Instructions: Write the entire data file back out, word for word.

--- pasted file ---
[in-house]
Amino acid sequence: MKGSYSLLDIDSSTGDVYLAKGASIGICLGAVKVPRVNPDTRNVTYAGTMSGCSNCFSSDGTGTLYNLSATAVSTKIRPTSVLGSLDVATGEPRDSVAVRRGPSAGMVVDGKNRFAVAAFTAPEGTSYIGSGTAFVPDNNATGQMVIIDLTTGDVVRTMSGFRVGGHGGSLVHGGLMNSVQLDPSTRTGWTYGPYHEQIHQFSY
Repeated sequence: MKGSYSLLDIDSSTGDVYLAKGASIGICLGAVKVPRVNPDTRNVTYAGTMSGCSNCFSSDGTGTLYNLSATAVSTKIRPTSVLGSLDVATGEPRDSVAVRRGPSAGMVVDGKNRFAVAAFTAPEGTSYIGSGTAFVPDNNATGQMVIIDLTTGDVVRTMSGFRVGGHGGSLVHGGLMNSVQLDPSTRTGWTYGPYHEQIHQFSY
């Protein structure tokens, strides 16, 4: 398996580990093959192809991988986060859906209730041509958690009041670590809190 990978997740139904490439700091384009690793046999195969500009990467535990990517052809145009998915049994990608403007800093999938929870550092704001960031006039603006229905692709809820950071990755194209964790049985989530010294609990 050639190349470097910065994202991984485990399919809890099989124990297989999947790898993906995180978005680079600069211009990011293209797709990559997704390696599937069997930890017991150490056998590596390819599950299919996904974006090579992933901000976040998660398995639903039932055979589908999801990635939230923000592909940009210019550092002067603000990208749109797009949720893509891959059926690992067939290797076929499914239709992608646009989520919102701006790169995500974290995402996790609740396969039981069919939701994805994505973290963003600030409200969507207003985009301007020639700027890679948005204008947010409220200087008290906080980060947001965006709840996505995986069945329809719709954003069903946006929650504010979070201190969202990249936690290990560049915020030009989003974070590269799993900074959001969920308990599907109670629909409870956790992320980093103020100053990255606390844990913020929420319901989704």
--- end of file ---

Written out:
[in-house]
Amino acid sequence: MKGSYSLLDIDSSTGDVYLAKGASIGICLGAVKVPRVNPDTRNVTYAGTMSGCSNCFSSDGTGTLYNLSATAVSTKIRPTSVLGSLDVATGEPRDSVAVRRGPSAGMVVDGKNRFAVAAFTAPEGTSYIGSGTAFVPDNNATGQMVIIDLTTGDVVRTMSGFRVGGHGGSLVHGGLMNSVQLDPSTRTGWTYGPYHEQIHQFSY
Repeated sequence: MKGSYSLLDIDSSTGDVYLAKGASIGICLGAVKVPRVNPDTRNVTYAGTMSGCSNCFSSDGTGTLYNLSATAVSTKIRPTSVLGSLDVATGEPRDSVAVRRGPSAGMVVDGKNRFAVAAFTAPEGTSYIGSGTAFVPDNNATGQMVIIDLTTGDVVRTMSGFRVGGHGGSLVHGGLMNSVQLDPSTRTGWTYGPYHEQIHQFSY
């Protein structure tokens, strides 16, 4: 398996580990093959192809991988986060859906209730041509958690009041670590809190 990978997740139904490439700091384009690793046999195969500009990467535990990517052809145009998915049994990608403007800093999938929870550092704001960031006039603006229905692709809820950071990755194209964790049985989530010294609990 050639190349470097910065994202991984485990399919809890099989124990297989999947790898993906995180978005680079600069211009990011293209797709990559997704390696599937069997930890017991150490056998590596390819599950299919996904974006090579992933901000976040998660398995639903039932055979589908999801990635939230923000592909940009210019550092002067603000990208749109797009949720893509891959059926690992067939290797076929499914239709992608646009989520919102701006790169995500974290995402996790609740396969039981069919939701994805994505973290963003600030409200969507207003985009301007020639700027890679948005204008947010409220200087008290906080980060947001965006709840996505995986069945329809719709954003069903946006929650504010979070201190969202990249936690290990560049915020030009989003974070590269799993900074959001969920308990599907109670629909409870956790992320980093103020100053990255606390844990913020929420319901989704």